This is a case where google wants people to mold the internet according to what their current incarnation of their algorithm says the way it should be.
Rather than google trying to mold its algorithm to understand the internet, natural links vs. spams, and their respective authority and value.
Google here is saying that all links from this site are suspect, even when the link in question is 100% valid, quality and relevant.
Instead of going back to the drawing board and trying to fix the algorithm, google has discovered that since they are so big now, it is easier to play the "benevolent" dictator and dictate to the whole internet, how and what they should be doing.
And to mete out knuckle raps when they get out of line.
Do you see the point now?
The model (google's algo) should fit reality. Rather than forcing reality to fit the model.
I believe this is what the author is trying to communicate by saying "google is breaking the internet" - what he means is that the internet is becoming a 'google' version of itself, rather than what it would naturally be.
I read the article and didn't see any mention of what site the link was on or even what site it was linking to. It's impossible to say if it was legitimately spammy or not, but either way Google never asked him to do anything. Someone who didn't know about the Link Disavow Tool decided on their own to email him about taking the link down.
You would have a good point prior to the Link Disavow Tool, but it has solved this
(very tricky) problem.
"In short, the email was a request to remove links from our site to their site. We linked to this company on our own accord, with no prior solicitation, because we felt it would be useful to our site visitors, which is generally why people link to things on the Internet."
"Apparently Google convinced them, via their Webmaster Tools portal, that the link looked 'unnatural', and that they should use the Link Disavow Tool to discredit the link. Furthermore, they thought it necessary to contact us to manually remove the link, which is something I’m not going to do (out of principle)."
It used to be you would get sketchy emails asking you to link XYZ and now a few years in the future the sketchy emails are asking you to unlink XYZ.
it cannot possibly be your responsibility to remove links that other unrelated entities have towards you! (unless it's an obvious link scheme)
The site that emailed to get a link taken down employed an SEO agency to improve their rankings and they created a bunch of spammy links to try to manipulate Google into ranking that site higher than others that probably deserve to rank higher due to their content. If Google did nothing about it we would get some crappy search results.
Also, if you read what Matt Cutts is saying, it implies that if they only had a few unnatural links then they wouldn't have received a webmaster tools warning telling them they had spammy links. They got the warning because their link profile suggested that it was obvious they had been trying to manipulate rankings, not because they had one or two iffy ones.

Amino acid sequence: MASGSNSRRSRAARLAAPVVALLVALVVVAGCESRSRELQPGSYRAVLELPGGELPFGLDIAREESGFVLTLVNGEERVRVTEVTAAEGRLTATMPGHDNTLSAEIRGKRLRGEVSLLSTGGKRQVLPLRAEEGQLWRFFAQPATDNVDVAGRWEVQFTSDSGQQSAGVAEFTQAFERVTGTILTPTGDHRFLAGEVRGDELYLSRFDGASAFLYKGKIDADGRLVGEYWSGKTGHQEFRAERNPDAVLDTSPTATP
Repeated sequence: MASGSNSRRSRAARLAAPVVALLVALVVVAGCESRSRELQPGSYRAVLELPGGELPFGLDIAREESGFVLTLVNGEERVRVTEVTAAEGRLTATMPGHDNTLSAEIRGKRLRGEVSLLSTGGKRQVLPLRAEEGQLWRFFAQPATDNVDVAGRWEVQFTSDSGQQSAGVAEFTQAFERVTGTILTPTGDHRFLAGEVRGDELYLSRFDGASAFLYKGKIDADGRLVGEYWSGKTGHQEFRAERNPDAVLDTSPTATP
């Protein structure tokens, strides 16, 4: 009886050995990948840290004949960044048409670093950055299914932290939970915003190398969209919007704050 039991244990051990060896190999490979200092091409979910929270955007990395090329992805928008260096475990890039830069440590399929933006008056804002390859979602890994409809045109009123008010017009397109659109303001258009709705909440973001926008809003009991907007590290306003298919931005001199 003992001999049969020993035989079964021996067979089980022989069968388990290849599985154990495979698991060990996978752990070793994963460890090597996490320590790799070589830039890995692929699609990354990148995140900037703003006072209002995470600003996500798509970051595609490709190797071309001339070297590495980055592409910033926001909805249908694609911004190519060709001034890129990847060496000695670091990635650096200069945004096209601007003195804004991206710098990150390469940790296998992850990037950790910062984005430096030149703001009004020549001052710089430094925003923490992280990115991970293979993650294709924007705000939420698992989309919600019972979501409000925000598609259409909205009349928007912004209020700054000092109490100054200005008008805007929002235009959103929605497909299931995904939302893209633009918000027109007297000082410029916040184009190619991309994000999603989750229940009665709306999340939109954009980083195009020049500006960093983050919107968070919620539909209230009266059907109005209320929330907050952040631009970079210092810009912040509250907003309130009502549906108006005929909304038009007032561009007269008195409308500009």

It's likely that the site then blanket emailed anything and everything that they weren't sure about to get the links taken down. Is it Google's fault that this is how the site decided to deal with the warning? Should Google just make it really easy for them by saying, "OK you disavowed those crappy links, you're off the hook now"? If the consequences are so weak and short-lived, where is the deterrent effect? No, Google doesn't own the internet but they own Google and the site is just trying to provide users with the most relevant results to their searches.
Re, the nofollow aspect. Google didn't "force" sites into using the nofollow attribute by scaring them into thinking that their rankings would drop. Nofollow was in place before there was any notion that who you linked to could harm you. Sites like Wikipedia and others were only too happy to add nofollow to links because it put spammers off from crapifying their sites.
As Google penalizes the best writers and blogs, one of two things happens:
1) Entire sites are being nofollowed - removing links to deserving sites.
2) The site refused to nofollow, so they stay penalized with PR0 no matter how good the site may be or how high the PR once was.
The end result will be that even more black hat spammy MFA sites will rank. Sites that deserved to be written about and linked to will drop and be invisible.
It is high time people stop defending Google when they are destroying small businesses and costing much needed jobs. Now Cutts has declared war on bloggers who often make a living writing.
Google wants to destroy any site that enables advertisers and businesses to connect with sites where their target audience already is by forcing publishers to decide whether they want to risk losing organic traffic and being branded with a scarlet PR0 or to nofollow everything they ever write.
Nofollow = NOT TRUSTED. We do not invest time writing about anything we do not trust. (On the VERY rare occasion we do we do not link to them.) We do not publish content that does not fit our audience.
Every link is a potential risk. Nofollowing links may damage the sites we link to so what is a writer who already cares about what they write about supposed to do?
Google has a monopoly on search because the wealthy elite who own the media handed it to them. People use it because in many cases they do not even know there is an alternative. Many use whatever is installed on their computers without even having any idea what it even is.